Vitamin A

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Vitamin A is a vitamin, a group of organic chemicals including retinal and several carotenoids. The human body does not make these chemicals, and must take them from food. Egg yolks and liver are both rich in vitamin A. Many parts of the body need vitamin A. For example, vitamin A helps sight and is good for the immune system. It is also important for a growing embryo.

β-carotene, a provitamin found in foods like carrots can be converted to vitamin A.[1] The efficiency of the conversion depends on genetics and fat consumption.

Too little vitamin A is dangerous to health.[2] People who do not get enough of the vitamin may lose the ability to see in poor light and suffer from a weakened immune system. They may also have problems with memory, because vitamin A is important for the brain. People with malnutrition often have too little vitamin A. This is common in poor countries.

Hypervitaminosis A[change | change source]

Too much vitamin A is also dangerous to one's health.[2] It is a condition known as hypervitaminosis. Vitamin A is not soluble in water, and the human body can not get rid of the excess vitamin A easily by urination.[3] Too much vitamin A can make someone very sick. People may get too much vitamin A from taking too many vitamin pills or from eating too much A-rich food like liver.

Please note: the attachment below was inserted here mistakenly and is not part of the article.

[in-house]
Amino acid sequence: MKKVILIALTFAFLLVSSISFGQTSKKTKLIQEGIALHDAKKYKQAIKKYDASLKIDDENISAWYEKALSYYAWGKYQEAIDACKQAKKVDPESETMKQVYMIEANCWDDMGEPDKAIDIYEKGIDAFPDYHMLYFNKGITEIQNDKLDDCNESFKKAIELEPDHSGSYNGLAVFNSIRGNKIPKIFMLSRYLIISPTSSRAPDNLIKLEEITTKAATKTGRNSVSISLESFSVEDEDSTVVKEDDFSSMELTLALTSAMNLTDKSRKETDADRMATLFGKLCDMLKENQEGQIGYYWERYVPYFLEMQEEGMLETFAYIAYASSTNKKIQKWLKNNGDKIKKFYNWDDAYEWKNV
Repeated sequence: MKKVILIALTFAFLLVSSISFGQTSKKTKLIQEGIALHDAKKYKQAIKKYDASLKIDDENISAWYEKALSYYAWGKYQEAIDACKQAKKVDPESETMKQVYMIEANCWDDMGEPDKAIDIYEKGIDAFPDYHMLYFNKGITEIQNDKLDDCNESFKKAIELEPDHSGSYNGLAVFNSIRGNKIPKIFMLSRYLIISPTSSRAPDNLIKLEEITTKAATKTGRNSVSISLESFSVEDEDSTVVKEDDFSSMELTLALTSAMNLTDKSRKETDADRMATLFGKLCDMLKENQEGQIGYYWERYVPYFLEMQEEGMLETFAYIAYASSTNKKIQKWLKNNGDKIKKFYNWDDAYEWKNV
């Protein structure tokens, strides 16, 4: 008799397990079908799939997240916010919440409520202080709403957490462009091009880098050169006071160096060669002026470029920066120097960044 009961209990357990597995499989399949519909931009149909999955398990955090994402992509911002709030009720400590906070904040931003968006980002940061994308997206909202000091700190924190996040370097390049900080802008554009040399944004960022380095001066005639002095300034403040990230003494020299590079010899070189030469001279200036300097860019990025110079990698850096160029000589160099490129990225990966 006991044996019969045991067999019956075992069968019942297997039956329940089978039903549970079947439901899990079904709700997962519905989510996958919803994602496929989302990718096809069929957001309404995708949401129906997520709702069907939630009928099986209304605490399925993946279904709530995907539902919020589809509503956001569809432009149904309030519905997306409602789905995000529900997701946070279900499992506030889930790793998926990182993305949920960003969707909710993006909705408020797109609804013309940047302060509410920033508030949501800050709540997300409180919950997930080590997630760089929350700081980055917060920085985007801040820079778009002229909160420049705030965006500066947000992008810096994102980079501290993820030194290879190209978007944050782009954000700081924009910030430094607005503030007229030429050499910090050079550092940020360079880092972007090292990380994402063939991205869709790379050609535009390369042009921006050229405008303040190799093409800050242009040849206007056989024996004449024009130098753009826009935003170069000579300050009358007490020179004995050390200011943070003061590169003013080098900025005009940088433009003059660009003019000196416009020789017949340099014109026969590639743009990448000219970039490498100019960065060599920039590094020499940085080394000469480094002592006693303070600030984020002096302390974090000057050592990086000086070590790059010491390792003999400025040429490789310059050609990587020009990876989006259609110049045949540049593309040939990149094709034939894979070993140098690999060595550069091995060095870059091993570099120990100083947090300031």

What applies to humans applies to all mammals at least. Some large predators, such as the big cats, seem not to eat their preys' livers. On the other hand, polar bears apparently do so, and they store vitamin A in their liver cells.[4] However, they have long, sometimes very long, periods between kills. In contrast, African big cats kill about every three or four days, and they do seem to avoid eating the preys' livers.

References[change | change source]

  1. Chichili, Gurunadh Reddy; Nohr, Donatus; Schäffer, Michael; Lintig, Johannes von; Biesalski, Hans K. (2005-10-01). "β-Carotene Conversion into Vitamin A in Human Retinal Pigment Epithelial Cells". Investigative Ophthalmology & Visual Science. 46 (10): 3562–3569. doi:10.1167/iovs.05-0089. ISSN 1552-5783.
  2. 2.0 2.1 "Dietary Supplement Fact Sheet: Vitamin A and Carotenoids". Ods.od.nih.gov. 2006-04-23. Retrieved 2010-08-20.
  3. Anderson J, Young L. "Fat-Soluble Vitamins". Colorado State University, Cooperative Extension. Retrieved 20 May 2007.
  4. Senoo H, Imai K, Mezaki Y, Miura M, Morii M, Fujiwara M, Blomhoff R. 2012. Accumulation of vitamin A in their liver cell of arctic top predators. Anatomical Record 295 (10): 1660–8 [1]